No business case for independence

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The outcome of the referendum on 18 September will affect our generation and the generations to come.

Much is at stake. Our economic ties inside the United Kingdom are very close and support almost one million Scottish jobs.

The rest of the UK is Scotland’s biggest market by far. As job creators, we have looked carefully at the arguments made by both sides of the debate. Our conclusion is that the business case for independence has not been made.

Uncertainty surrounds a number of vital issues including currency, regulation, 
tax, pensions, EU membership and support for our exports around the world; and uncertainty is bad for business.

Today Scotland’s economy is growing. We are attracting record investment and the employment rate is high.

We should be proud that Scotland is a great place to build businesses and create jobs – success that has been achieved as an integral part of the United Kingdom.

The United Kingdom gives business the strong platform we must have to invest in industry. By all continuing to work together, we can keep Scotland flourishing.

AUDREY BAXTER

Executive chairman, Baxters Food Group

NIALL BOOKER

Chief executive officer, the Co-operative Bank

ANGUS COCKBURN

Interim chief executive, Aggreko plc

IAN CURLE

Chief executive, Edrington

GERARD EADIE

Chairman, CR Smith

DOUGLAS FLINT

Group chairman, HSBC Holdings plc

HAMISH GROSSART

Chairman, Artemis Investment Management

GAVIN HEWITT

Former chief executive, The Scotch Whisky Association

JOHN LANGLANDS

Chief executive, British Polythene Industries PLC

ANGUS MacSWEEN

Chief executive, Iomart Group

CAMERON McLATCHIE

Chairman, British Polythene Industries PLC

IAN MARCHANT

Energy businessman

IAIN NAPIER

Chairman, John Menzies plc

PETER PAGE

Chief executive, Devro plc

ALASTAIR SALVESEN

Chairman, Dawnfresh Seafoods Ltd

PETER SHAKESHAFT

Business adviser

SIR BRIAN STEWART

Former chairman of Standard Life, Scottish & Newcastle and the Miller Group

PETER TAYLOR

Chairman, the Town House Collection

MARCUS TIEFENBRUN

Chairman, Castle Precision Engineering Ltd

See the full list of signatories here

Against medical advice I watched the BBC independence debate on Monday night. One slightly baffling aspect was that Alistair Darling spoke several times of “we” when it was not clear whether he spoke as the Scottish No leader, as a Labour Party member, or as a Westminster MP.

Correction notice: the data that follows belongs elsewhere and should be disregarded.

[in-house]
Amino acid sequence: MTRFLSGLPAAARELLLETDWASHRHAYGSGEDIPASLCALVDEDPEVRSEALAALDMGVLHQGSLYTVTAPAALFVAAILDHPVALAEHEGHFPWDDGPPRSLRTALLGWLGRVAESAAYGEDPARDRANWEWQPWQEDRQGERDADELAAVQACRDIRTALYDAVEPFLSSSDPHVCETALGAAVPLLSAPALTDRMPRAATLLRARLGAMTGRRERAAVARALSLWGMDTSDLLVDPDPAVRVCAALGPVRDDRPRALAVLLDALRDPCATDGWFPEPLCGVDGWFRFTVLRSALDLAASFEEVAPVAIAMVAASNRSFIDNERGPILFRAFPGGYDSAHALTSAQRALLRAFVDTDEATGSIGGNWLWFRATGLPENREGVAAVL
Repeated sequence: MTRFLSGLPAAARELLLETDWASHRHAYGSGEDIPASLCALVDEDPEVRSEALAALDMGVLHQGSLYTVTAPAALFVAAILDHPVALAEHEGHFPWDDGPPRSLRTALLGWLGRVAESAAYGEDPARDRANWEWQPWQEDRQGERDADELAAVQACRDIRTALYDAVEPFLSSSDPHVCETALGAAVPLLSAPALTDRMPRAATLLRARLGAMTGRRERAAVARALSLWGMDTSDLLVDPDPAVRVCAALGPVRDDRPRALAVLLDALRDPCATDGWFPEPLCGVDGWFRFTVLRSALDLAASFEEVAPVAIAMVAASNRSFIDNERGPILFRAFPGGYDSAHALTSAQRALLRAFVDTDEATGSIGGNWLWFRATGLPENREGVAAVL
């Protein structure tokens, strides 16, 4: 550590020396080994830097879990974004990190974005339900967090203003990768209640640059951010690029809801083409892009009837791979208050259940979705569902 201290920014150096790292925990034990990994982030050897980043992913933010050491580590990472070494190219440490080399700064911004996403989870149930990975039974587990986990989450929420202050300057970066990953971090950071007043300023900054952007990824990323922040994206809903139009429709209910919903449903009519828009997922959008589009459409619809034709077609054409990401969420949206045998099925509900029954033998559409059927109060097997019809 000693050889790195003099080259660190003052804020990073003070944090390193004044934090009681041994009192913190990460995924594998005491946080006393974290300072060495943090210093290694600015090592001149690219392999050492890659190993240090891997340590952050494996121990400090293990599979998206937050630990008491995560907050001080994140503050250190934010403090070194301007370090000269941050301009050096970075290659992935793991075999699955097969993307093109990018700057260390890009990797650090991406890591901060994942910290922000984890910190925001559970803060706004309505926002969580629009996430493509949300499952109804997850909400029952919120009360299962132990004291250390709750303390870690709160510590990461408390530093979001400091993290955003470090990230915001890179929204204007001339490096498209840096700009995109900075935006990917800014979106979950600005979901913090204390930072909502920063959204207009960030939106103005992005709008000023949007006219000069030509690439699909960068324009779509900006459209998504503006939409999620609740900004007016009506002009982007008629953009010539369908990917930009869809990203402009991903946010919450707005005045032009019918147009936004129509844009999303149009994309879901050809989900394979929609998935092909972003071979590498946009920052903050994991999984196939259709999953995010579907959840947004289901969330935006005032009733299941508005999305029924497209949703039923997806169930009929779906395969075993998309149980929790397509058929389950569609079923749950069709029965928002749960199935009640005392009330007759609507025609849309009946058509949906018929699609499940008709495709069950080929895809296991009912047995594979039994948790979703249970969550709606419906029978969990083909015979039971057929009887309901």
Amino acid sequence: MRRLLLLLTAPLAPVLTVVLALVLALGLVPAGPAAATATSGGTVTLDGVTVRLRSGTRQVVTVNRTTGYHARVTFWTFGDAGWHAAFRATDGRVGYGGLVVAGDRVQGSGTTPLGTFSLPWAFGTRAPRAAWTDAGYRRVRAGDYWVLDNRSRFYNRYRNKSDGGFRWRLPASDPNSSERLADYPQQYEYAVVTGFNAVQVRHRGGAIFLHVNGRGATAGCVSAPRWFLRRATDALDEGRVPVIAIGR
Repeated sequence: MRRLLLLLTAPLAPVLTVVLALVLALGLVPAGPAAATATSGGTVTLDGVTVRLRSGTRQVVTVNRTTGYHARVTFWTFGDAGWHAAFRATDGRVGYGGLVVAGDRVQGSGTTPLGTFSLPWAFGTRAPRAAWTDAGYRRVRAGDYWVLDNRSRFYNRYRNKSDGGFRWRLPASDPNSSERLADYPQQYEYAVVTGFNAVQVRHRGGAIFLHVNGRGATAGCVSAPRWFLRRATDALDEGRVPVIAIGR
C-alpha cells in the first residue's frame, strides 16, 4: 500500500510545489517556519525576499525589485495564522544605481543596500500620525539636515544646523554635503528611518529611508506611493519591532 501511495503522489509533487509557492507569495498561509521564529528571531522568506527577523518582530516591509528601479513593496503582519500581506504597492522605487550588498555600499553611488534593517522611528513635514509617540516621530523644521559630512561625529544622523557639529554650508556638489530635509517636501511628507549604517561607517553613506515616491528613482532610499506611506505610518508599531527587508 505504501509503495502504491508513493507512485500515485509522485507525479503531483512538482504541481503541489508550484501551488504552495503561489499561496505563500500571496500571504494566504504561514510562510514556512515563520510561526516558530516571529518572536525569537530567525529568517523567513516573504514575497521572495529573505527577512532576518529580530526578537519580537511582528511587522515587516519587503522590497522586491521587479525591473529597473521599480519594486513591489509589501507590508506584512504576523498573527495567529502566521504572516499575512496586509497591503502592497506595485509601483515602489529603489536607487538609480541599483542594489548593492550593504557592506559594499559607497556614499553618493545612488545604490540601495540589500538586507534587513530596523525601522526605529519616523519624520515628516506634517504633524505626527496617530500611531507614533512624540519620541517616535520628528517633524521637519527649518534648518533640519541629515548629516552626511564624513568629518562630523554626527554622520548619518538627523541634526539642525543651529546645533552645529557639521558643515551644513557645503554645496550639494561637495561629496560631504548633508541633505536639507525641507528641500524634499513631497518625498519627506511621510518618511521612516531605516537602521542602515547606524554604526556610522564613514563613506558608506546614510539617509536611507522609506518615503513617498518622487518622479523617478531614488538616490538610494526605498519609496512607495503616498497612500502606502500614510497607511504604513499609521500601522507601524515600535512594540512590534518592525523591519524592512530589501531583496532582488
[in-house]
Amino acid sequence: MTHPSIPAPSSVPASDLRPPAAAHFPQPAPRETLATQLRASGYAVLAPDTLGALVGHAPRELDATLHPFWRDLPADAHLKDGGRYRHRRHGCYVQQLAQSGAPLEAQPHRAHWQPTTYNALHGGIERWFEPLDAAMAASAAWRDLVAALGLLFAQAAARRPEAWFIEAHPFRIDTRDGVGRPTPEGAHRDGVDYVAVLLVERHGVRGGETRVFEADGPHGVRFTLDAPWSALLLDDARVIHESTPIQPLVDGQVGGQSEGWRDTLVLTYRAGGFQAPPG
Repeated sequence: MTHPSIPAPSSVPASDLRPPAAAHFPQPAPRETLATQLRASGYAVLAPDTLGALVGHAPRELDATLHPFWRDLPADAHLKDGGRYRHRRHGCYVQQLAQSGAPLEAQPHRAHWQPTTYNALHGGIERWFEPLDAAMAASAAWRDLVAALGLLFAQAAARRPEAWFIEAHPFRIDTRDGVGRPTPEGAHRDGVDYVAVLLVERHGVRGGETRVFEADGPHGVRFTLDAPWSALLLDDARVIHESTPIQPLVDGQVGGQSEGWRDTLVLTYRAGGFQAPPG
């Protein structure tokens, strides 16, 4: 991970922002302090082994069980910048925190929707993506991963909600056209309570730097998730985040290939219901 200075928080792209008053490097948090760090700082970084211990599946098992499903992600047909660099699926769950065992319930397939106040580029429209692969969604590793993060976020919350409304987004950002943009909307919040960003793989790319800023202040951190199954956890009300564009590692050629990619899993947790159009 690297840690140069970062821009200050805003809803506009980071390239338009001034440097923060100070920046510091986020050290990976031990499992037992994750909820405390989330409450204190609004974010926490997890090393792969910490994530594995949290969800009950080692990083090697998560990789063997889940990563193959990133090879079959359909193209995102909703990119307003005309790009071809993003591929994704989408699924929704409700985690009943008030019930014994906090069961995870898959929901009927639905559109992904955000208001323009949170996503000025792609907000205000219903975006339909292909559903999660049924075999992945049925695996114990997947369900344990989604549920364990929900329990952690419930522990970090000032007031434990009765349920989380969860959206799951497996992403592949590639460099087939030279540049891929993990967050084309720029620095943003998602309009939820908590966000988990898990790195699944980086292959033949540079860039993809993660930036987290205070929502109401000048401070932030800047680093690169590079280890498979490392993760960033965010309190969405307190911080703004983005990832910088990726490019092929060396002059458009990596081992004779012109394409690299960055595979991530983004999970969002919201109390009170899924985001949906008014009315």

Equally, Alex Salmond switched between First Minister of Scotland when he spoke of oil as a blessing, leader of the SNP when he proposed to dump the bedroom tax, and as a Scottish statesman when he wished to adopt the pound as being the proposal most reasonable for all parts of the UK.

He played the statesman when he offered Darling (who even smiled at it) a role in the future negotiations.

However, neither made clear the very simple idea that the normal process of tax collection, national insurance and pensions etc would continue within an independent Scotland without a cut remaining in the Treasury to pay for war and pomp. This is important to an old age pensioner such as myself.

IAIN WD FORDE

Main Street, Scotlandwell

Kinross-shire

I AM looking forward to 19 September, when we will no longer have to listen to the constantly regurgitated conjecture from both sides of the independence referendum campaign.

For the past two years, the electorate in Scotland has been bombarded with sound bites about the economy, oil, health and welfare services as well as the currency that an independent Scotland may adopt. This has led many people to search for “the truth” and definitive answers to their questions before they can make an informed decision as to which side they will vote for.

In my opinion, this referendum is about voting for who should have control over Scotland’s affairs.

If you would like politicians, elected solely by the Scottish electorate, to have full control, then vote for the Yes campaign; if you would prefer to see politicians elected by the UK electorate, who can decide at any time to reduce the funding from Westminster that comes Scotland’s way, then vote for the Better Together campaign.

No matter what has been said over the course of this campaign, nobody from either side can state with any accuracy what the economy will look like in the future, how much oil is left in the North Sea, or how much money will be available for funding public services; all of this applies whether we are governed by Holyrood or Westminster.

As for the currency, this is very much a red herring. If Scotland can command the highest possible credit rating, does it really matter which currency is adopted?

We must also bear in mind that a vote in favour of an independent Scotland is not an endorsement of Alex Salmond, or the SNP. After the referendum, the Holyrood election in 2016 will determine who governs Scotland.

Michael Horsburgh

Swanston Muir

Edinburgh